On September 6, 2020, the three were charged with “incitement to cause societal chaos” (articles 494 and 495 of the Cambodian Criminal Code) and placed in pre-trial detention. They could face up to two years in prison. Mr. Thun Ratha was taken to the Correctional Center 1 while Ms. Long Kunthea and Ms. Phoun Keo Reaksmey were taken to the Correctional Center 2.

The Observatory reiterates its deepest concern about the fact that Cambodian authorities regularly use legal harassment and the politicised judicial system to target land and environmental activists and recalls in particular that this is not the first time that Mr. Thun Ratha and other Mother Nature activists have faced harassment.

https://www.rfa.org/english/news/cambodia/incitement-09082020201342.html

https://www.omct.org/human-rights-defenders/urgent-interventions/cambodia/2020/09/d26068/

16 NGOs call on UN to convene special session on crackdown in Belarus

August 27, 2020

Police officers detaining a protester in Minsk on 10 August © Natalia Fedosenko/TASS

An open letter has been signed by: Article 19, Assembly of Pro-Democratic NGOs of Belarus, Barys Zvozskau Belarusian Human Rights House, Belarusian Association of Journalists, Belarusian Helsinki Committee, Civil Rights Defenders, Human Constanta, Human Rights House Foundation, Human Rights Watch, International Federation for Human Rights (FIDH), La Strada International, Legal Initiative, Legal Transformation center (Lawtrend), Viasna Human Rights Center and World Organisation Against Torture (OMCT).

The UN Human Rights Council must urgently convene a special session to address the human rights crisis in Belarus. The joint letter expresses the organisations’ “utmost concern” over “widespread violations of human rights, including arbitrary arrests, prosecutions under trumped-up charges, and torture and other ill-treatment”.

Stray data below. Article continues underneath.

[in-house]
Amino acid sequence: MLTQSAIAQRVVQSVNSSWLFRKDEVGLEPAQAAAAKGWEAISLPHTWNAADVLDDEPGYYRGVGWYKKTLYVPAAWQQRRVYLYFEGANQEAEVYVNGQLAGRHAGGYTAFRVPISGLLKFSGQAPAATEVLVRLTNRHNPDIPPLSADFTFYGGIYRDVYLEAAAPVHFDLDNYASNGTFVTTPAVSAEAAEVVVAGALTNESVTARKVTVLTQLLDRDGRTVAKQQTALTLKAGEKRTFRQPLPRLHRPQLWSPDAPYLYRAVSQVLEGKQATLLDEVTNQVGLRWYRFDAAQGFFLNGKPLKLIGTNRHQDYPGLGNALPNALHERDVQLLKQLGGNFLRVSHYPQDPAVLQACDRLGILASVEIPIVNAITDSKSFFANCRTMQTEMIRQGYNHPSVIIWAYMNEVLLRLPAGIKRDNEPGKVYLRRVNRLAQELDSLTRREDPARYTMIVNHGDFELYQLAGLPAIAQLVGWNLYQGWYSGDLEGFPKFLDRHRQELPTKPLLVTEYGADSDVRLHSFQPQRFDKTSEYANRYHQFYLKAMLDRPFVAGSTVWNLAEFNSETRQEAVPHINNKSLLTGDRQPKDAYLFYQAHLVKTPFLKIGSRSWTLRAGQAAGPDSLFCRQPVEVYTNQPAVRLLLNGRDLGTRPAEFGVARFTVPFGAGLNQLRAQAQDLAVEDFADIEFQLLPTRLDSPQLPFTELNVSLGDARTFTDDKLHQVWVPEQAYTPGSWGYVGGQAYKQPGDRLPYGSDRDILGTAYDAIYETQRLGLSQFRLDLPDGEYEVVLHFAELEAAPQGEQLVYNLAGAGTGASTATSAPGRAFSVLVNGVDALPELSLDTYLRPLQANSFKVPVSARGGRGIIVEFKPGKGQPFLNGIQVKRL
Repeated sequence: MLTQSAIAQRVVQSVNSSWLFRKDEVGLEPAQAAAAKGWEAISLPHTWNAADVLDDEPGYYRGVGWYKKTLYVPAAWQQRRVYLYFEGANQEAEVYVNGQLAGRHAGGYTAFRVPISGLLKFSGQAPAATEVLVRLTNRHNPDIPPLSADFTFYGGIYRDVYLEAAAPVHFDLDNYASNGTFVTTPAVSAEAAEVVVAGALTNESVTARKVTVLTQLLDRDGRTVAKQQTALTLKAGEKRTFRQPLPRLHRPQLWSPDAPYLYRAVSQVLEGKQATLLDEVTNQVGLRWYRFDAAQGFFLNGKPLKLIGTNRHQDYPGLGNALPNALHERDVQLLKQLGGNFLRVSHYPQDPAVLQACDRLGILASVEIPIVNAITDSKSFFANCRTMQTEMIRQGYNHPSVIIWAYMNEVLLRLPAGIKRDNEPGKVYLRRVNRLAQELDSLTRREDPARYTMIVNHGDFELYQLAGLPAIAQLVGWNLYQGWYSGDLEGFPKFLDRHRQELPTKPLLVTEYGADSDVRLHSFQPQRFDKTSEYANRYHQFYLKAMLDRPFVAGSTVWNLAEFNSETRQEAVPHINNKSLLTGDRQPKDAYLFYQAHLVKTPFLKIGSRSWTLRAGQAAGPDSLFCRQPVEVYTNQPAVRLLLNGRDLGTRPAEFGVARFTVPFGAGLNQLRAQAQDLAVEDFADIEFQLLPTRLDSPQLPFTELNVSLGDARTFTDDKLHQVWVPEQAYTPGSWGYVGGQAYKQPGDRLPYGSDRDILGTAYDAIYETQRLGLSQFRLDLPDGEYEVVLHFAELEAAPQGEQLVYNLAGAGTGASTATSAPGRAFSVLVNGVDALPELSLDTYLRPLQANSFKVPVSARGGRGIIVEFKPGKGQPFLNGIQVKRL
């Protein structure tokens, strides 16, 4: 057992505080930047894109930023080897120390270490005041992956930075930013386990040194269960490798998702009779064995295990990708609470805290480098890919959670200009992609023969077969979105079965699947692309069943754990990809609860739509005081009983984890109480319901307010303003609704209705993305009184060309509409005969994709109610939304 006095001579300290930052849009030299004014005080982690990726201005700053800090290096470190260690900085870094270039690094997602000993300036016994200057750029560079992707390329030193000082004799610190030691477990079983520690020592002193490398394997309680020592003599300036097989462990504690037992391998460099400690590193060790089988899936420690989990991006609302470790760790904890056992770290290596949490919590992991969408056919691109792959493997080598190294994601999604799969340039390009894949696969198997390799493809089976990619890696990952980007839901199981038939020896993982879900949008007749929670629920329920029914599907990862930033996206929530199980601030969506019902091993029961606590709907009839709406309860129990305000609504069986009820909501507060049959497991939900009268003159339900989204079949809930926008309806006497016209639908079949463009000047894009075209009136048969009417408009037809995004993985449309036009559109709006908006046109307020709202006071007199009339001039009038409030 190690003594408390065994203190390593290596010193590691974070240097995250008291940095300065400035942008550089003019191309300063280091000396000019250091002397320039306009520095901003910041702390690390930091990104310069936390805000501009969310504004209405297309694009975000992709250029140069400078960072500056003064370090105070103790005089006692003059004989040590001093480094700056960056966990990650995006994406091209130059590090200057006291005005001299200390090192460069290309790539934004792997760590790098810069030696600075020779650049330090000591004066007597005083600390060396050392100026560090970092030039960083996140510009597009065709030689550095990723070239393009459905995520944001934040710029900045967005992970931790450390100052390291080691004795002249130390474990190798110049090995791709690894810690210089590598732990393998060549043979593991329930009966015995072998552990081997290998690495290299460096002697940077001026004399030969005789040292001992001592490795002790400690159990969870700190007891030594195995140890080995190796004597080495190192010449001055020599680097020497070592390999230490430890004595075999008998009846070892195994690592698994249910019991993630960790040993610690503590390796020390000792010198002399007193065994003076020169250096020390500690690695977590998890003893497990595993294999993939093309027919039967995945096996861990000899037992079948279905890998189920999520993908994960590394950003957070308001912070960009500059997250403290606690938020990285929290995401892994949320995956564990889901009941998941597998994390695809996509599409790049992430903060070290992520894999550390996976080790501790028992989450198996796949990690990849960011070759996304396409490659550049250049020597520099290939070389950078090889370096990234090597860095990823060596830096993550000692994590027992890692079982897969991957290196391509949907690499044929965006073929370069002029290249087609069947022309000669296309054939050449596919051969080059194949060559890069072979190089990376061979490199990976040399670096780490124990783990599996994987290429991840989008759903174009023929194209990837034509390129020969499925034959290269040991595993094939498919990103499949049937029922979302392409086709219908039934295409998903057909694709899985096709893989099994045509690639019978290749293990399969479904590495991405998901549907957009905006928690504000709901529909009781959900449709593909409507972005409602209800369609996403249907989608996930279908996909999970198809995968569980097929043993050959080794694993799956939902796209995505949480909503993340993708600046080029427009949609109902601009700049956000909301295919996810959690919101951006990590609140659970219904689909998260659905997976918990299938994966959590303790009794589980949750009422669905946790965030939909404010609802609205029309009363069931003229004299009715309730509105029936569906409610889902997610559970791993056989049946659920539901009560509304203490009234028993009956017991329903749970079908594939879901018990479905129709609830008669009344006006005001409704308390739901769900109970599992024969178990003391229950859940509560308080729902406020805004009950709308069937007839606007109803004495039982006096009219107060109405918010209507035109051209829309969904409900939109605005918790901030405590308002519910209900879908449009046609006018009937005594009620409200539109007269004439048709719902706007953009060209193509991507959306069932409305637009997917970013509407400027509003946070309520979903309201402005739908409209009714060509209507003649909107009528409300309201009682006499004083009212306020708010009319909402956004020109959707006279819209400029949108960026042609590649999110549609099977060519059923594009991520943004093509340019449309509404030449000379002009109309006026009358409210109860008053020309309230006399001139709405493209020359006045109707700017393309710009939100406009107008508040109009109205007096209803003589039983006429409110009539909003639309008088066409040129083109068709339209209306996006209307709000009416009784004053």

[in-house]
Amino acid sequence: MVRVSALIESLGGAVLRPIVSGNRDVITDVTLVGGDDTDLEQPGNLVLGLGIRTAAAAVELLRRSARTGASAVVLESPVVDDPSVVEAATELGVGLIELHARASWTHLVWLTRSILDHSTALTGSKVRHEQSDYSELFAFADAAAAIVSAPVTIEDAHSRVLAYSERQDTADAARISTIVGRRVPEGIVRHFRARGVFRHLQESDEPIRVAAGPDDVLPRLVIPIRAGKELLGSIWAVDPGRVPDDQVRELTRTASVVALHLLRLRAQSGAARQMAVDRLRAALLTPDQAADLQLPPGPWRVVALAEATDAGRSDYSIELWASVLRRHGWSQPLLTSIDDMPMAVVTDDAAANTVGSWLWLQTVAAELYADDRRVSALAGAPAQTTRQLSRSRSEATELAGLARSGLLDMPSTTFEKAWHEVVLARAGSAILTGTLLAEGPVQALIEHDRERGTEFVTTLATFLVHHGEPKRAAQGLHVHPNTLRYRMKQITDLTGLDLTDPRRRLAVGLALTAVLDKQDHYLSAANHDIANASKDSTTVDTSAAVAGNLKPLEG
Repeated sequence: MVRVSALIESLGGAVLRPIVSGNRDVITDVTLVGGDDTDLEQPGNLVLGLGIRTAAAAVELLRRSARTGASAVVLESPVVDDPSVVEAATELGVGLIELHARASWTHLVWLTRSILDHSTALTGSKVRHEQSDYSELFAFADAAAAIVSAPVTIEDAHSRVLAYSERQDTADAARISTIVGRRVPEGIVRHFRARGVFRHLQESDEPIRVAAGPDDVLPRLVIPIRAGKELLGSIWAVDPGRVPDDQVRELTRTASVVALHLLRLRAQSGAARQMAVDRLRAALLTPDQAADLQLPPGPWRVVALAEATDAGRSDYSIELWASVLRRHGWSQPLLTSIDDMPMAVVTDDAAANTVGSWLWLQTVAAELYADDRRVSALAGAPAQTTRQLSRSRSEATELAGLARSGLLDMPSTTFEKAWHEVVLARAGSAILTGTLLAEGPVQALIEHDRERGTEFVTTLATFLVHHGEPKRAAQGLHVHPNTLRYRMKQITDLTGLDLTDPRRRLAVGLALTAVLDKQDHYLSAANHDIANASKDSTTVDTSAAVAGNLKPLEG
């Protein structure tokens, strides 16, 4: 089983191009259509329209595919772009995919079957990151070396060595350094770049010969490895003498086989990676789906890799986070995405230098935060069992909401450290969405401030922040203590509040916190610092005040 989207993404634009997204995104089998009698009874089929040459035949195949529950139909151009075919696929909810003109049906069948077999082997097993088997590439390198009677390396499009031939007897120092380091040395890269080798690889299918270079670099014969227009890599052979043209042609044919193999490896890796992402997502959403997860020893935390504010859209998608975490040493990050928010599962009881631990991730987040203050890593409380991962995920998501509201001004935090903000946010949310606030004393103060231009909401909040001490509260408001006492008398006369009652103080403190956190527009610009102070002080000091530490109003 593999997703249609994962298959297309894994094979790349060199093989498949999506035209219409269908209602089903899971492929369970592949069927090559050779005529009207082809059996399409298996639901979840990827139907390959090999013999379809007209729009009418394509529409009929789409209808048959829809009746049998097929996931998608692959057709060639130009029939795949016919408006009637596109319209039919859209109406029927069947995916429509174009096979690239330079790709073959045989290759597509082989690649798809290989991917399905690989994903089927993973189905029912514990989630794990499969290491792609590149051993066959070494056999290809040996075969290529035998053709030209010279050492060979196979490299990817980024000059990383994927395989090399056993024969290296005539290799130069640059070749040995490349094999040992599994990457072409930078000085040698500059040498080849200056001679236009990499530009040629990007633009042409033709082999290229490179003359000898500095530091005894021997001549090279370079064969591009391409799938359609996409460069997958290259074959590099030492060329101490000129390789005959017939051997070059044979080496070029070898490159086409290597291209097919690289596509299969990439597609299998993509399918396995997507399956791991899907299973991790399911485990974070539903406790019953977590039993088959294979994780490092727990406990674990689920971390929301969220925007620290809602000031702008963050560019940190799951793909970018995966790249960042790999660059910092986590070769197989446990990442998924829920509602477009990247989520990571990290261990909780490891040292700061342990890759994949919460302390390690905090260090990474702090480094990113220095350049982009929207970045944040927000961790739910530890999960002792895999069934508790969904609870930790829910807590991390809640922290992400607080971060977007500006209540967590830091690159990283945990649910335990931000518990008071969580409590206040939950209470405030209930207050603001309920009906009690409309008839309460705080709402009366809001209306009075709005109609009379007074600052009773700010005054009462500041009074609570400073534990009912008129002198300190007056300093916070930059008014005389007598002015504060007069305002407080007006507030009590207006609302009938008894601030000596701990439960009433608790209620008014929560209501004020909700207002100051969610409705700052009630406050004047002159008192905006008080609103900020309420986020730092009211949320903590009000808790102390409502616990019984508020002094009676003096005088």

The letter calls on the council to adopt a resolution requesting the UN High Commissioner for Human Rights to monitor and report on human rights abuses in Belarus with “a view to ensuring full accountability”.

See also: https://humanrightsdefenders.blog/2020/08/13/what-can-we-do-about-the-result-of-the-belarussian-election-on-line-discussion-today-at-14h00/

[In the three days after the 9 August presidential election, the authorities in Belarus confirmed the arrest of at least 6,700 protesters. According to Viasna Human Rights Center, at least 450 of the detainees reported being tortured or otherwise ill-treated – including through severe beatings, being forced to perform humiliating acts, being threatened with rape and other forms of violence – while held in incommunicado detention for up to ten days.

Since 12 August, the authorities have taken steps to de-escalate the situation, refraining from mass arrests and releasing those detained. However, the threats against peaceful protesters recently made by President Alyaksandr Lukashenka and his subordinates together with the recent deployment of the armed forces in the country’s capital Minsk and elsewhere, signal a possible new spiral of violence and accompanying human rights violations.]

Here the Letter in full:

Click to access civil-society-organizations-call-on-the-united-nations-human-rights-council-to-convene-a-special-session-on-belarus.pdf